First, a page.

While visiting my Vietnam buddy, Gerry Byrne, in New York one day, he introduced me to somebody he’d met who had spent a lot of time in Spain recently. Imagine my surprise when I learned he was the mysterious David Weir that all my friends in Spain had been raving about. I tried to dislike him, to no avail. Soon we were fast friends. David suggested I move to New York and get a job as a stockbroker with him, since he noticed that I didn’t have much direction. So I stuck around Manhattan for a while and interviewed with all the major firms. In the meantime I drove a cab. Eventually landed a job at Bache & Co, right next to David.
Ever since I drove Ali’s E-Type in high school, I dreamed of owning one. One Sunday, found a coupé in the car section of the New York Times (that’s how we found cars back then) and I bought it. It was a 1968 Jaguar E-Type 4.2 Series 1.5 Fixed Head Coupe (FHC) in British Racing Green with tan interior. Since New York City has inclement weather half of the year, I thought that a hard top would be better than a rag top in this instance. Also I had seen ragtops parked on the street and many of them had the tops slashed. I decided that for security purposes, the coupé was better.
(I should mention that the process of finding and researching a new car was perhaps the most exciting part of buying a car. I would spend entire days looking at publications and books about the particular model. Often I would scratch a vehicle because I discovered something about it I didn’t know about or care for. Later when the internet became ubiquitous, I saved reams of data for future use.)
I loved that Jag. It was powerful and sounded like a sports car should. It had a synchromesh 1st gear , which the earlier versions didn’t, which made city driving easier. I also loved the fact that it had 3 wipers on the windshield, nobody else had 3 wipers. People would still stop and look at the Jag as I drove by. Later that year I saw a rerun of How to Steal a Million, with Peter O’Toole and Audrey Hepburn, and at the end of the film Peter and Audrey drive away in a canary yellow convertible E-Type (called XKE in the US). I started having doubts about the hardtop I had, and wishing it was a convertible.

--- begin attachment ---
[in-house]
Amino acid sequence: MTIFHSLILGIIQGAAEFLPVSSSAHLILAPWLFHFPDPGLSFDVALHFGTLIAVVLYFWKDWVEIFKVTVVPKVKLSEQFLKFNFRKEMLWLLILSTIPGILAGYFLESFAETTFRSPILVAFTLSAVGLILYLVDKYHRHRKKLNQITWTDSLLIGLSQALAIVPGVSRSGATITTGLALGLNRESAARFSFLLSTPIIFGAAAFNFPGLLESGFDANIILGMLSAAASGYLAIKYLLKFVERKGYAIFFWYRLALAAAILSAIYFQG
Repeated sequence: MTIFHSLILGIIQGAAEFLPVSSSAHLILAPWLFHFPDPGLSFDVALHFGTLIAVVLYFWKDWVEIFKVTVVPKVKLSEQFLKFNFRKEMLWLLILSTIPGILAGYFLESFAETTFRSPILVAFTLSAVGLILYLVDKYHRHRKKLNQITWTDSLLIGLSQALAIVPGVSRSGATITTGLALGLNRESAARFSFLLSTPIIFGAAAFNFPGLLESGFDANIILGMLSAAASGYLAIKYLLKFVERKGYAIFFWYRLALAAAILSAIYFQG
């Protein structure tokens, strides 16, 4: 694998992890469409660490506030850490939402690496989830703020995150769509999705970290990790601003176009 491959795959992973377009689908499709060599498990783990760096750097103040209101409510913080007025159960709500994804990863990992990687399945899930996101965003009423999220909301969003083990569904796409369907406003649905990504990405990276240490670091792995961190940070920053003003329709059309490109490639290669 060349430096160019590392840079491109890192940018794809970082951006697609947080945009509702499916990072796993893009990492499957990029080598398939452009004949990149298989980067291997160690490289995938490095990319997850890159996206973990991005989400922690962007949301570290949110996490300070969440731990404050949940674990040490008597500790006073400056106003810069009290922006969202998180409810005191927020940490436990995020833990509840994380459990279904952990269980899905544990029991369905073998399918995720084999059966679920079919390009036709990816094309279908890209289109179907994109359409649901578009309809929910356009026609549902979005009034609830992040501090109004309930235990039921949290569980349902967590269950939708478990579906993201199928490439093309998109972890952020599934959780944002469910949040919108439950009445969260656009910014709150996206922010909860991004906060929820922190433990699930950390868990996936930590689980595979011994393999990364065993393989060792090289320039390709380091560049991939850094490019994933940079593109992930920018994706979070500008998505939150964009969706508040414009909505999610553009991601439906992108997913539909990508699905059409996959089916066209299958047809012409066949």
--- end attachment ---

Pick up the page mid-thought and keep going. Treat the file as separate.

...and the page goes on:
One night I drove over to see my friend, David Weir, who had placed 4th in Le Mans in ’71, and was now a stockbroker with me in the Bache midtown office. I figured he would admire the car and perhaps give me some pointers on driving it well. Instead he insisted on driving the car himself, which I reluctantly agreed to. Unfortunately we had both been drinking that night, and David wanted to show me how “real race cars” were driven.
David drove east on 84th Street and when he got to the light on 3rd Ave he waited till the traffic passed and then turned right at the red light (against traffic!). (Manhattan has N-S avenues and E-W (even goes East) streets. They usually alternate in direction.)
He said, “I bet I can make it to the next street before the lights turn green and the traffic arrives.”
Fortunately it was late at night and there wasn’t much traffic. He did this for 20 minutes, driving as fast as he could against traffic on the avenues, as the cars approached head on, and jumping off on a side street at the last minute. I was stunned, scared and speechless.
Finally he drove up to his apartment and stopped. “It’s a nice car, thanks for the drive.” He said as he exited the Jag and stumbled into his building.
I hid the car in the nearest underground parking, and walked home hoping nobody had taken down my license plate.
About this time, I met Mitzi and soon got married, and since we weren’t ready for kids, we bought a German Shepard puppy, we called Pasha. I soon realised that we would need a larger car so we could drive to the country with our dog on the weekends. While the pup was small we threw him in the back, or on Mitzi’s lap. One weekend Mitzi got out of the car in the country and she passed out on the grass next to the car. She blamed it on her low blood pressure, and on the fact that the seats were low to the ground and she got out of the car quickly. Scared the shit out of me.
Driving in Manhattan was becoming a serious problem for me. Every time I drove in town, I was worried that somebody had seen David and me driving like crazy that night, and reported my plates to the cops.
I started to look for somebody to buy my E-Type.